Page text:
• [#07] SMT4 did test my mettle over dying numerous times in my attempt to a resolution on my fate of Tokyo rampant with demons and two significant human powers, the old kingdom, and the fellow samurai. The SMT franchise is well-known for being pretty difficult games, mostly due to how quickly the tides can turn in battle. Despite getting frustrated over on how those battles went, they were part of the fun in figure out what to do after a defeat. Were you close and just caught a bad break? Do I need to fuse demons to get a new demon to particular statistics that will turn the fight around? Did I need to simply grind more? Part of what made SMT4 fun were the battles, figuring out the best course of actions against a group of demons that vary particular strengths and weaknesses and picking the right moves during the course of battle. Demon fusion and management was another fun element of the game where spending countless times reviewing over your party of demons and picking the demons to fuse and what traits to carry over to the new fused demon. Carefully choosing your responses and your actions during the story, in battle, in conversation, and during side-quests also adds in a nice strategic management mix, especially those who attempt in getting that hard to get neutral ending. I didn’t care much for the game’s story and its characters, and I felt the game’s pacing with the story development were slow, but those flaws weren’t enough to ruin a fun experience running and fighting with demons.

  • [#06] A young boy’s soul, trapped as a doll, is anointed the hero after the Excalibur scissor accepts him as the one the free the moon from the evil clutches of the Moon Bear King and his minions. During the journey, you encounter themed worlds filled with so much lovely art coupled with unexpected events and pop culture references. (Twitter, really?) It helps that the cast of characters featured throughout the game are well written with their own charm and personalities, whether it’s journeying the game with a chatty teenager princess, an evil witch teaching you new moves, an overzealous pirate, a feuding horse/bull couple, etc. The voice acting is top notch too. The gameplay is pretty darn fun too, with good level design with platforming, use of the scissors in unlocking areas and navigating paths, interactivity with the background, and enjoyable boss fights. Utilizing head events during the stage reveals some nice surprises on stage. Definitely a puppet show worth checking out.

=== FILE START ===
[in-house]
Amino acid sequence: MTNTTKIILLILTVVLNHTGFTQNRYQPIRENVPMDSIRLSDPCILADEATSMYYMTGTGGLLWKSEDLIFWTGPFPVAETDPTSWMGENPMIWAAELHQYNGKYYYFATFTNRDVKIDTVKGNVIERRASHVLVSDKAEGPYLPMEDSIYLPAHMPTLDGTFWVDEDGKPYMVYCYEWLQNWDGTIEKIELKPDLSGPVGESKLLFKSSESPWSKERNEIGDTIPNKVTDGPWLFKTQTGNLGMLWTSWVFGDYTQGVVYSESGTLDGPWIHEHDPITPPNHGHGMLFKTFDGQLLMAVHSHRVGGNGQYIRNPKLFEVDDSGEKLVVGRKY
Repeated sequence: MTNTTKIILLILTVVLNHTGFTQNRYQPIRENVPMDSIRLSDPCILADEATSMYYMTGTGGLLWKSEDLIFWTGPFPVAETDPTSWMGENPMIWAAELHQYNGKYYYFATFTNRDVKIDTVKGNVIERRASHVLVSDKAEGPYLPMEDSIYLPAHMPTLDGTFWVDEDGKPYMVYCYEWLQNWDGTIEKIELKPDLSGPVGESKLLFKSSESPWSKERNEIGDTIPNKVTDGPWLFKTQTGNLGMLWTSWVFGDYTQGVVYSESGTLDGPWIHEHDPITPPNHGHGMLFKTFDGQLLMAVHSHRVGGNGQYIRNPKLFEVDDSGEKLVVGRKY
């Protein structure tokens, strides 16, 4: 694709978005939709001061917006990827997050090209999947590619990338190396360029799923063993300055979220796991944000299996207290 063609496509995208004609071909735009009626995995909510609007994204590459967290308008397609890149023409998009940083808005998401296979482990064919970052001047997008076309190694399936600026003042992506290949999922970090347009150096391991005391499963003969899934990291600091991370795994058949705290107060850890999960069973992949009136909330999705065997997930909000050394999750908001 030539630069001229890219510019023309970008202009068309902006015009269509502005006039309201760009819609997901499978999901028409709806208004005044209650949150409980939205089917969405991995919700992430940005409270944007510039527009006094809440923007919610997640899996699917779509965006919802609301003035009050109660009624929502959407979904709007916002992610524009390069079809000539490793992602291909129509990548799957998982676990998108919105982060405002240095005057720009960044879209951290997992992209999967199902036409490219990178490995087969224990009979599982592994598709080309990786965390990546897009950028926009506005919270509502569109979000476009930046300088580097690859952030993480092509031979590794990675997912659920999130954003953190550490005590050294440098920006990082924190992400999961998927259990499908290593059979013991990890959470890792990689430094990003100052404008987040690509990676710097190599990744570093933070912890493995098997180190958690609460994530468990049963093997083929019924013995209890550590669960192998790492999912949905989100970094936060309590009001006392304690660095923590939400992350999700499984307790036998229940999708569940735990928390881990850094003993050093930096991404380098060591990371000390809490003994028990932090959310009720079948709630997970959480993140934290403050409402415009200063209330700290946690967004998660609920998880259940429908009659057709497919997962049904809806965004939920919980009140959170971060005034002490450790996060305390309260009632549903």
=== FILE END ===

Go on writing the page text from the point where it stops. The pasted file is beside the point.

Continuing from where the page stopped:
• [#05] I was touched once I read the letter my avatar/messenger delivered to me at the end of the game. It really is touching whenever you have that connection to a character that is trying so hard to deliver that message over to you, with the game instructing you to assist the messenger utilizing all functional parts of the Vita. My head was blown a couple of times where I utilized the touch screen, back touch, camera, and tilt to help my avatar get through the platforming puzzles and battling scraps. The game has a neat childish paper cut-out art look that always cracks a smile and it is fun changing the look of your messenger at certain times of the game and crafting specific shapes to the NPCs to liven up their worlds. It’s a wonderful world that I’m glad to interact with.

  • [#04] There’s something about strategy RPGs that always seem to secretly suck a ton of hours from me. My first entry into Nintendo’s long-running SPRG franchise was no different. The fun starts before the battle starts, scanning over the enemies on the field, and then judging which units you feel are the best to combat them with. The game really shines once the battle commences, as you move your units into the spots you feel you can take advantage of the enemy the next turn. It helps that you can forecast the enemy’s movement and attack range to assist you in planning your moves. The strategy element also happens outside of battle, where you get to choose what class and weapons each character you feel they should be equipped with the unlock their full potential. Add in numerous maps, enemies, StreetPass teams, and DLC and you have all the ingredients on how this game managed to grab over 100 hours of my time this year.